I recently had the pleasure of being interviewed about my experiences of endometriosis on the lunch show on BBC Three Counties Radio, presented by Nick Coffer. It was a fantastic day and I’m really pleased I had some time to discuss this topic at length. I think Nick was very knowledgeable and asked really insightful and intelligent questions.
If you are in the UK you can current listen back to the show on BBC iPlayer here (starts at 41 minutes in). For those of you who are unable to access the recording I have written up the interview below. Enjoy!
NC: Let’s talk about a condition that is very common but little spoken about. I say very common as two of my very best friends have it. Apparently 10% of women of what we call reproductive age have endometriosis. It’s a condition that can cause chronic pain, fatigue, fertility problems. Claire Barker from Hertfordshire is with us, and clever, as she is doing a PhD in Psychology. Does this make you super clever?
CB: Oh absolutely <laughs>.
NC: Claire was diagnosed with endometriosis in 2014 after 1 years of symptoms, and she started her own blog- it’s called ‘The Endo The Wold?’ and it’s about her experiences with the condition. Endometriosis for me is one of those words that is very much in our common consciousness but we don’t actually know much about. I put it along things like PCOS. These things that are very specific to women. We have friends who have them, we have heard of them, occasionally they will pop up in ‘OK! Magazine’ or a celebrity will talk about them, but actually we know very little about them in the public.
CB: Yes. That’s there is some data to suggest that for the general public about 20% or less of people know what endometriosis is and can accurately describe it.
NC: We know it’s pain, we know it’s discomfort, and we think of it as being related to the reproductive system. So what is happening? What is your body doing?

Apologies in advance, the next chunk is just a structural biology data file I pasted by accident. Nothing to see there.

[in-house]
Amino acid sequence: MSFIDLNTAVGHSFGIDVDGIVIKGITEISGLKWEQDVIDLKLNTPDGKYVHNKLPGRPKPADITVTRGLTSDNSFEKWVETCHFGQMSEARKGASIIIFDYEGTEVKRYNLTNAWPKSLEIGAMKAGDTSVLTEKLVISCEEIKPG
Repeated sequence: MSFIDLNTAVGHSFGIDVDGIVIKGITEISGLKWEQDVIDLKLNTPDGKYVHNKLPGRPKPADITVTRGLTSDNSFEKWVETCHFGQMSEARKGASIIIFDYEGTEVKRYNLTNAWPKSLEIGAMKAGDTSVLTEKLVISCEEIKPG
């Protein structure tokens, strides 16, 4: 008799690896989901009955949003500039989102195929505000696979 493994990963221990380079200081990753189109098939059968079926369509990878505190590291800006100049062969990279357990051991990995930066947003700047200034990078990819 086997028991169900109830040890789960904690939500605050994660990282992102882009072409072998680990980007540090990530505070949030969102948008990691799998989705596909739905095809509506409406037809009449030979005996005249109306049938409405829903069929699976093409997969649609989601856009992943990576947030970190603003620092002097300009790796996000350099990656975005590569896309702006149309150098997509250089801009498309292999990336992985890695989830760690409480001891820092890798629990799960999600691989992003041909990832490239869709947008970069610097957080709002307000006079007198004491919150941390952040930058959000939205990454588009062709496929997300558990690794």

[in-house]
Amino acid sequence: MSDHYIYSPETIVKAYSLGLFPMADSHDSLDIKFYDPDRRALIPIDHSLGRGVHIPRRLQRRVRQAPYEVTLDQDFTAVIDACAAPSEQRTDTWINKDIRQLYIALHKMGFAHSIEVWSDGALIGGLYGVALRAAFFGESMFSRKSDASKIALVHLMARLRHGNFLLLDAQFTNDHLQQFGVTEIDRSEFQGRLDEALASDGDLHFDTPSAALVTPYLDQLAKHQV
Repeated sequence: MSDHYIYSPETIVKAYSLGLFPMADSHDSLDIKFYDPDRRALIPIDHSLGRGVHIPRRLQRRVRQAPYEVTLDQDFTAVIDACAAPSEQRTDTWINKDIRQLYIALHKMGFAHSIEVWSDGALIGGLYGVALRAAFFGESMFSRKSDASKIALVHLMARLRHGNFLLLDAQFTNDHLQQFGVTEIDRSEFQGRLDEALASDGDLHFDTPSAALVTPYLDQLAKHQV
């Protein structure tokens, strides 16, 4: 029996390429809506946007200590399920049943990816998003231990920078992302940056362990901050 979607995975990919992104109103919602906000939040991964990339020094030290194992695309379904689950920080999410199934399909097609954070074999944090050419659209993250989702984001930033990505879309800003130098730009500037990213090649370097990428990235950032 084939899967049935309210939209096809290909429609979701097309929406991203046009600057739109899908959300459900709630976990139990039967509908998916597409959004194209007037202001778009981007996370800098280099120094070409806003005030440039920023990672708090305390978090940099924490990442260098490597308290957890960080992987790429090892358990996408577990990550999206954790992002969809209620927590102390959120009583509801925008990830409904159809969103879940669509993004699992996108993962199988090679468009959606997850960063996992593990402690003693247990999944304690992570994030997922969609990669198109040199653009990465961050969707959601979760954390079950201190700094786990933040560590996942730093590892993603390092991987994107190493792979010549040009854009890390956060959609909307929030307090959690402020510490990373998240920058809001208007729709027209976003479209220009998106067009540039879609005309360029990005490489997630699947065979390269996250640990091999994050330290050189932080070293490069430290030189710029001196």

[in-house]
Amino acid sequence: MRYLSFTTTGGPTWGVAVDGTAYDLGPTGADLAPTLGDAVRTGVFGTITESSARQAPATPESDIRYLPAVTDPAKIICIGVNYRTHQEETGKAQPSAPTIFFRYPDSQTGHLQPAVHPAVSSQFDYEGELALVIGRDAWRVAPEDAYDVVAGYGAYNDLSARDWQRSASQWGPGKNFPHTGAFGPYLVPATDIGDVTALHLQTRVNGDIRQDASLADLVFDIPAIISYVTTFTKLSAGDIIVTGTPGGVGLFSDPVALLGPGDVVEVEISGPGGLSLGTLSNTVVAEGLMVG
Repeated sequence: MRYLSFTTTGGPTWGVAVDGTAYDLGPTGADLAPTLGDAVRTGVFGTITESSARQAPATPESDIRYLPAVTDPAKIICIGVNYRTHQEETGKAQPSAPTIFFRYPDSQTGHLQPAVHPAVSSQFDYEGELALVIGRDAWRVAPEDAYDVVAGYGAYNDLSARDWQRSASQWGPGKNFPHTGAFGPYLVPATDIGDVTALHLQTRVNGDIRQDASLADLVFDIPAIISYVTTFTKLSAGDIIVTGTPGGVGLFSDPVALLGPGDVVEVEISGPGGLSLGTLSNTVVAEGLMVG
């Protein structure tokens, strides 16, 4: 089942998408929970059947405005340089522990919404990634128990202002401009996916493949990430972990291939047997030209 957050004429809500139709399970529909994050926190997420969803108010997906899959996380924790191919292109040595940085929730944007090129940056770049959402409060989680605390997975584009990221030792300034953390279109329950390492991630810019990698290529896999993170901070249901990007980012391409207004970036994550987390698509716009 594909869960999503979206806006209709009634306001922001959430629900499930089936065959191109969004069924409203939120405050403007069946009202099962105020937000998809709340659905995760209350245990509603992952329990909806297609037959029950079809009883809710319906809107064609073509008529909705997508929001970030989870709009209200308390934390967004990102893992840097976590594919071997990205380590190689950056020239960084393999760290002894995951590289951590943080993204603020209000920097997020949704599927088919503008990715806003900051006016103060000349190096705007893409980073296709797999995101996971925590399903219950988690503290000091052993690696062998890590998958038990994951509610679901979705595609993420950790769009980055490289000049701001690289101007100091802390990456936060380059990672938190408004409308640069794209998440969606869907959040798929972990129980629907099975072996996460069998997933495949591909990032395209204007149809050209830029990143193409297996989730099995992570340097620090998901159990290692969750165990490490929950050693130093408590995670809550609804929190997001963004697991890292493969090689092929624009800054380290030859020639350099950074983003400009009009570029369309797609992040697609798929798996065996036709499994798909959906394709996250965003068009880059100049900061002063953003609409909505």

CB: Ok. So, with endometriosis, cells that are similar to the cells that line the uterus that you usually shed during your period, those similar cells are found outside of the uterus- usually in the pelvis, and implant on other organs and tissues.
NC: Bad cells!
CB: Exactly. They respond exactly the same way that the cells inside your uterus do. So they are responding to hormones throughout the month, then they break down when you have your period and start to bleed. The problem with that is that when they are outside the uterus the blood has nowhere to go- this can cause lots of pain, cysts, adhesions…
NC: You mentioned periods four times there, and therein lies the problem because the symptoms can be similar to bad period pain can’t they? They are cyclical, they can involve blood, and they can be somewhat written off.
CB: Yeah. There is a cultural element to that as well. Periods can be difficult to talk about. And endometriosis can run in families, so if you’re struggling with those symptoms it’s possible that your family have as well. So when you’re complaining that you have painful periods your mum or gran will say they did too, so it completely normalises the pain for you, and then your opportunities to seek out help are reduced from there.